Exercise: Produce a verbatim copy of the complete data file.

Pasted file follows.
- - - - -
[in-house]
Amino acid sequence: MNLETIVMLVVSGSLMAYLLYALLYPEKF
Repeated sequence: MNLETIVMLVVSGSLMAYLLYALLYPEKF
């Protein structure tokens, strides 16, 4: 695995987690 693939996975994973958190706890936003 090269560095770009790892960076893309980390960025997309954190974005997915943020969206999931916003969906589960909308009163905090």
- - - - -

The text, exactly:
[in-house]
Amino acid sequence: MNLETIVMLVVSGSLMAYLLYALLYPEKF
Repeated sequence: MNLETIVMLVVSGSLMAYLLYALLYPEKF
């Protein structure tokens, strides 16, 4: 695995987690 693939996975994973958190706890936003 090269560095770009790892960076893309980390960025997309954190974005997915943020969206999931916003969906589960909308009163905090």